Bad Bank- a Workable Superstructure on an unworkable infrastructure? – By Ms. Chaaru Gupta and Ms. Anchal Bhatheja

Bad Bank- a Workable Superstructure on an unworkable infrastructure?

– By Ms. Chaaru Gupta & Ms. Anchal Bhatheja,
Students at National Law University, Jodhpur, and National Law School of India University, Bangalore respectively

Nirmala Sitharaman, the Finance Minister of India presented the 2020-21 Budget on February 1, 2021. One of the proposals was the set up of two entities- an Asset Reconstruction Company Limited (hereinafter ARC) and an Asset Management Company (hereinafter AMC). The objective of the two entities is to take over the bad/stressed loans and then manage and dispose of the assets and value realization of the same. The two entities taken together are what is called a ‘bad bank’.

Section I discusses what are NPAs and what are the factors which have led to the high level of NPAs in the economy. Section II discusses the idea of a bad bank. Section III discusses why bad bank is not a viable option for India. Lastly, Section IV discusses the measures which can be taken to resolve the NPAs instead of setting up a bad bank.

I. What are NPAs?

Non-Performing Assets (NPAs) are the loans given by the banks which have stopped generating any income for the bank i.e., they have stopped performing. A loan becomes an NPA on the balance sheet when the principal or interest payment remained overdue for a period of 90 days.

NPAs reflect the financial growth of a country’s banking system and thus, the economic conditions of the country. India’s NPA ratio was 7.5% as of September 2020; however, the pandemic has hit the banking sector hard, leading to an estimation of NPAs to be as high as 14.8% in by September 2021. Even before the pandemic, the amount of bad loans in Indian banks was as high as 9.1% in September 2019; the COVID19 pandemic has only increased the same as the economic activity plummeted for one year in the whole country. The situation doesn’t seem to be improving as India is witnessing an increasing number of cases yet again.

Reasons for India’s rising NPAs

There are a number of reasons for India’s rising NPAs, the main being the lack of acknowledgment of the problem. Banks choose not to recognize the problem of their rising NPAs and continue to live in denial rather than facing the consequences. NPAs make the Balance Sheet heavy with loans which are not going to perform. With the hope of reviving the business of the borrower, banks lend further loans to the investors to invest in the business in addition to paying back the old loans. This practice of issuing new loans to pay back older loans is called ever-greening. It may work in some cases but mostly it doesn’t. It leads to further loans which will not be paid back by the investors. Ever-greening also prevents economic growth as the funds continue to be invested in businesses which are likely to fail leading to a dearth of funds for potentially good projects that the bank could have funded. In such cases, there is a need for the bank to have a competent management with foresight which can analyse the growth potential of the concerned business and accordingly take a decision to provide further loans or not.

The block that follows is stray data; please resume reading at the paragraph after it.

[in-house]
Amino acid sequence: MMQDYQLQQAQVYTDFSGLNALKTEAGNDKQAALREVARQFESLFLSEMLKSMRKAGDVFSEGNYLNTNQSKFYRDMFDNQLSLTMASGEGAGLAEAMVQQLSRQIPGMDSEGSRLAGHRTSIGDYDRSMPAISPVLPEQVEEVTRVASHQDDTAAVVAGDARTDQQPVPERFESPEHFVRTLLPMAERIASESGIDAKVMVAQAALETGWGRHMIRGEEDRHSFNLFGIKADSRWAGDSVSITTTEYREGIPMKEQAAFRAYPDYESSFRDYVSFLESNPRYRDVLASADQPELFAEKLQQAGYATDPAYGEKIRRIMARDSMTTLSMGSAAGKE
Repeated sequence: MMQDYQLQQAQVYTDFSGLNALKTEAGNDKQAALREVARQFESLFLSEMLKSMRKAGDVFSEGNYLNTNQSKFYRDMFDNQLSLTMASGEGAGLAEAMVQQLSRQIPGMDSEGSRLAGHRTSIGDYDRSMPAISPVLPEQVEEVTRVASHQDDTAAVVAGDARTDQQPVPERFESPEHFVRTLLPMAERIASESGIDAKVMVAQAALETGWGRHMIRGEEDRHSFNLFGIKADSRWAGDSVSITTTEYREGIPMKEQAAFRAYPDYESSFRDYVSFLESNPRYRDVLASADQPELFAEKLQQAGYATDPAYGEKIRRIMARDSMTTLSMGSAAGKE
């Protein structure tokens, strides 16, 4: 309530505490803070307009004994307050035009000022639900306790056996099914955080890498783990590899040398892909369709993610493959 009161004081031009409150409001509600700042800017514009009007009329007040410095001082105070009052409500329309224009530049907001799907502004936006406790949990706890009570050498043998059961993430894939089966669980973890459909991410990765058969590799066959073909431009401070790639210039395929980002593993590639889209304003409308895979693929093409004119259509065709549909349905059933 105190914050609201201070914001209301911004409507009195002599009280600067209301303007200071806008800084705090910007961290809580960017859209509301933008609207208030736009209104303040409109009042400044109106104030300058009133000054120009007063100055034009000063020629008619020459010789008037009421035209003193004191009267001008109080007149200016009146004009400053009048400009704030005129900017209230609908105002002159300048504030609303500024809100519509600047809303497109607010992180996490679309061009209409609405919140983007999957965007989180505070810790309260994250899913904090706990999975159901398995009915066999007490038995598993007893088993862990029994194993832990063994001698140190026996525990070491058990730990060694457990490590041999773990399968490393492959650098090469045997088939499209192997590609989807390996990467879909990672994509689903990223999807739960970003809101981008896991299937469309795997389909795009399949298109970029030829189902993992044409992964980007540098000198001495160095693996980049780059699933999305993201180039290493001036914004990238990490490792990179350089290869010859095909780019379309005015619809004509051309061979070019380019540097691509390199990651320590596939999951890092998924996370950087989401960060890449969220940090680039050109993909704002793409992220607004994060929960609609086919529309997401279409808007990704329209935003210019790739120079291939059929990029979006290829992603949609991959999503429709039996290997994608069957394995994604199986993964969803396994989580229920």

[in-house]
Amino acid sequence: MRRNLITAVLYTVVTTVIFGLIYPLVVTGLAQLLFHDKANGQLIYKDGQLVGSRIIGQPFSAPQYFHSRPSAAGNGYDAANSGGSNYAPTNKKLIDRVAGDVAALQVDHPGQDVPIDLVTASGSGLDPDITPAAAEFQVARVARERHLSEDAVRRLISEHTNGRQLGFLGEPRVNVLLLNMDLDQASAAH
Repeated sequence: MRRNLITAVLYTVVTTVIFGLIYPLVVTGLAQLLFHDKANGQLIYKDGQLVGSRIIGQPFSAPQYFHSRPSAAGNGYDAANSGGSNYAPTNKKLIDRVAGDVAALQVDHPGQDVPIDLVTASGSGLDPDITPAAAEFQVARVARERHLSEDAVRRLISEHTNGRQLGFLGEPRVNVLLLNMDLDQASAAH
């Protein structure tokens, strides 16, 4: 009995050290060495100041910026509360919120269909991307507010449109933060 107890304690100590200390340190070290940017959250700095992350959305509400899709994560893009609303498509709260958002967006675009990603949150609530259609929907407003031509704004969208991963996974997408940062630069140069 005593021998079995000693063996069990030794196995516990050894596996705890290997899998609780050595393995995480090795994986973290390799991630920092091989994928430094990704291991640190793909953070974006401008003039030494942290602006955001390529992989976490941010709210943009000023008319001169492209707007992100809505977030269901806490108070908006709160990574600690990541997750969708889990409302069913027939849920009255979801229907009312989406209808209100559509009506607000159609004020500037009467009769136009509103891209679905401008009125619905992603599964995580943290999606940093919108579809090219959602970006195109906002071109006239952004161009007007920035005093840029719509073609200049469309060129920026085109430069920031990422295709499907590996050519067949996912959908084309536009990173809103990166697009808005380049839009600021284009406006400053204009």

Another lacuna in dealing with NPAs is the lack of provisions. Provisioning is the practice which involves setting aside a part of the profit to deal with bad loans.[1] In case the concerned loan turns bad, the bank can simply deduct it from the provision and avoid sudden losses in the concerned financial period.[2] In case the loan doesn’t turn bad, it can add the provision to the profits of that financial period. Banks tend to avoid provisioning as it reduces the profits for the time-being. What they don’t realise is that losses will likely incur in the future nonetheless so it is better to be prepared for it rather than showing a false, healthy image of the bank in the balance sheet while in reality, the bank’s capital is lesser than what is shown. The earlier the bank realises there is a problem, the sooner it can solve it. It will also help in long-term growth of the banks.